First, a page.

2. If the answer to the first question is yes, what are the relevant criteria for assessing whether a computer-implemented simulation claimed as such solves a technical problem? In particular, is it a sufficient condition that the simulation is based, at least in part, on technical principles underlying the simulated system or process?
  3. What are the answers to the first and second questions if the computer-implemented simulation is claimed as part of a design process, in particular for verifying a design?

In effect, the question to decide here is if the required technical effect of a simulation method can be provided not only in the way the simulation program is running on the computer – then the relevant prior art is a general purpose computer – or if this technical effect can be provided also by technical properties of the simulated system (here: the design of the train station; in T 1227/05: the electronic circuit). If the design of a train station with staircases, exits, shops etc. is regarded in the same way as a technical subject matter as the design of an electronic circuit (which in my personal view should not be in doubt), then questions 1 and 2 have to be answered in the affirmative.

The outcome of the referral has in my view implications far beyond simulation programs, for example also to inventions based on machine learning (ML). If you replace in the referral questions “simulation” by “machine learning process”, the same issues arise.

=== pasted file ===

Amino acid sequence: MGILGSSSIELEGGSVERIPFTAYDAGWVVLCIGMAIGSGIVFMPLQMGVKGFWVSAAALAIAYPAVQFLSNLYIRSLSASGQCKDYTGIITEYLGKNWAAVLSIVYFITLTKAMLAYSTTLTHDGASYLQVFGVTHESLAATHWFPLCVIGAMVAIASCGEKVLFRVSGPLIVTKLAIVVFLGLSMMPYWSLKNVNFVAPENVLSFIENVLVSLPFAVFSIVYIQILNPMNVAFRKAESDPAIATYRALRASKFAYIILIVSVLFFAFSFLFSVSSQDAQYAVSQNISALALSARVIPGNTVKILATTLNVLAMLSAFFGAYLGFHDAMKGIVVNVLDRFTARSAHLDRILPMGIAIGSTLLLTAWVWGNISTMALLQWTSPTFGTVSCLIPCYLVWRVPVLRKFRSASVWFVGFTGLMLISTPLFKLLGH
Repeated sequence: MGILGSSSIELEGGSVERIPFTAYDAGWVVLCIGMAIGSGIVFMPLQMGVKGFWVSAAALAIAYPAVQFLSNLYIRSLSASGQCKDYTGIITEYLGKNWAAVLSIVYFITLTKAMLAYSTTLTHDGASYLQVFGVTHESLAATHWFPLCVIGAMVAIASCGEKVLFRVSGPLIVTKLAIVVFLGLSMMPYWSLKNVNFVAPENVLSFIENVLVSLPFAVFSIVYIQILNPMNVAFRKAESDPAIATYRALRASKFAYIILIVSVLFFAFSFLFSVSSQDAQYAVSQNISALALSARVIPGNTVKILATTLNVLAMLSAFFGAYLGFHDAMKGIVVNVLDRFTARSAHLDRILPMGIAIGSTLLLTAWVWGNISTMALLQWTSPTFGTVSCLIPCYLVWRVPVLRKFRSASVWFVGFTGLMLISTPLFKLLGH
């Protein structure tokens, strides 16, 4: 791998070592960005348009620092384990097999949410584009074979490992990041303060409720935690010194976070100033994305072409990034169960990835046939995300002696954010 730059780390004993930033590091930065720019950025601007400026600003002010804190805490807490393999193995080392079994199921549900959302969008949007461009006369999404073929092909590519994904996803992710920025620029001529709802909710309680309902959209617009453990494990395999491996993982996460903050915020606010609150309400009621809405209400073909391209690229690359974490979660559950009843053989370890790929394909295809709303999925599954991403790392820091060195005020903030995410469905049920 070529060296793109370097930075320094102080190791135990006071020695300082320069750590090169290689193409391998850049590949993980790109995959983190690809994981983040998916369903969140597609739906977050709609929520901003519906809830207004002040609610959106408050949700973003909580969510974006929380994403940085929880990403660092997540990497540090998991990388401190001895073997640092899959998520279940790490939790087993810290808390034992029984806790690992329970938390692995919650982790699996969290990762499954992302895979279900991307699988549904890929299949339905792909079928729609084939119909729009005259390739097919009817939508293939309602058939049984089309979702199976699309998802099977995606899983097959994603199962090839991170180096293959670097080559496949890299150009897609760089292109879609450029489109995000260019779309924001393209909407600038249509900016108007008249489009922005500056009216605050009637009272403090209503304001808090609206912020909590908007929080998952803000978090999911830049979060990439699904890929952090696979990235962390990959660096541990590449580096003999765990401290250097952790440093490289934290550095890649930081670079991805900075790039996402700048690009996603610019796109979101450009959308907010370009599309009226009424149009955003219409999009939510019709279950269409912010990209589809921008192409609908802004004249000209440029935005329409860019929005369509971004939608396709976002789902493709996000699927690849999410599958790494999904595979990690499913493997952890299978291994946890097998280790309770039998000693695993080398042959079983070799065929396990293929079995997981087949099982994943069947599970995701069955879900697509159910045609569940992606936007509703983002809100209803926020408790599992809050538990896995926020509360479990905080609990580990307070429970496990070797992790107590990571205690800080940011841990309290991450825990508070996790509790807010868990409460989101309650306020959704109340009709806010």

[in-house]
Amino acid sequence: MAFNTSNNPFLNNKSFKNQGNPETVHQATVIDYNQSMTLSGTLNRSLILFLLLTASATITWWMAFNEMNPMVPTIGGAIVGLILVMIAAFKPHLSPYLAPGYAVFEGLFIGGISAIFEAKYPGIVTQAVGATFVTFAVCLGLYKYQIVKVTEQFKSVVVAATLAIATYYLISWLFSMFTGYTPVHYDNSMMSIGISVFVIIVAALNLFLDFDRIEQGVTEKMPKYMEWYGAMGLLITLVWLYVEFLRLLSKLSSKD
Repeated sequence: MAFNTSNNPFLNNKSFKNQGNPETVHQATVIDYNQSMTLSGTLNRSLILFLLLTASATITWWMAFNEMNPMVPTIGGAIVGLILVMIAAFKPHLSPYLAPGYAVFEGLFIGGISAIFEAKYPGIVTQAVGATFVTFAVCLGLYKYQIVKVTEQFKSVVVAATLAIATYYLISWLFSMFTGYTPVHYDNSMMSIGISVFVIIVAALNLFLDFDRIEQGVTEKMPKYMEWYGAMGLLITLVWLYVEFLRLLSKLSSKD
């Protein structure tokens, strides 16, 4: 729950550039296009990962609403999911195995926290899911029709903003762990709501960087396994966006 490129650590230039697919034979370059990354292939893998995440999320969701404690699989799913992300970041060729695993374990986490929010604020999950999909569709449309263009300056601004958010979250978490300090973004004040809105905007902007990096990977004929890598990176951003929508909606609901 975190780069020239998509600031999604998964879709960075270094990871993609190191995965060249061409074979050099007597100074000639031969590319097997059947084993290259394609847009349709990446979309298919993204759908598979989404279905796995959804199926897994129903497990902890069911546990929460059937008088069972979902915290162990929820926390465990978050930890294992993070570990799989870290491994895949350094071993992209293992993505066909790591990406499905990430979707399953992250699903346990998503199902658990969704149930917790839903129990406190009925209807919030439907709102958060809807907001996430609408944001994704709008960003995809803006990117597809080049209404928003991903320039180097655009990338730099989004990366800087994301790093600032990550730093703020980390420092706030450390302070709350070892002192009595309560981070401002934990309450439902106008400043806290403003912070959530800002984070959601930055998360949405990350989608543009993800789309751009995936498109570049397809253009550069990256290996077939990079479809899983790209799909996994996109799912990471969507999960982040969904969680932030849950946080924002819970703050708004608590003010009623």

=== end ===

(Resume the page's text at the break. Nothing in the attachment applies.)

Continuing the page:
There can be no doubt: If the first two questions of the referral are not answered in the affirmative by the EBA, applicants of various types of computer-implemented inventions in Europe will be in trouble.


Twitter: @patentlyGerman

IP5 offices CS&E pilot project: 500 PCT applications over the next 2 years will receive within 9 months an International Search Report jointly prepared by the five largest IP offices (CN, US, EP, JP, KR)

The world´s five biggest IP offices (collectively named IP5) started on July 1, 2018 a Collaborative Search and Examination (CS&E) pilot project to allow applicants of PCT applications upon request to receive an early search report including a provisional written opinion on patentability drawn up jointly by examiners of the Chinese, US, Japanese, Korean and European patent offices. This allows applicants to get an early assessment of the chances of success of a patent application based on a broader perspective of different prior art databases, search strategies, languages, and examiner expertise.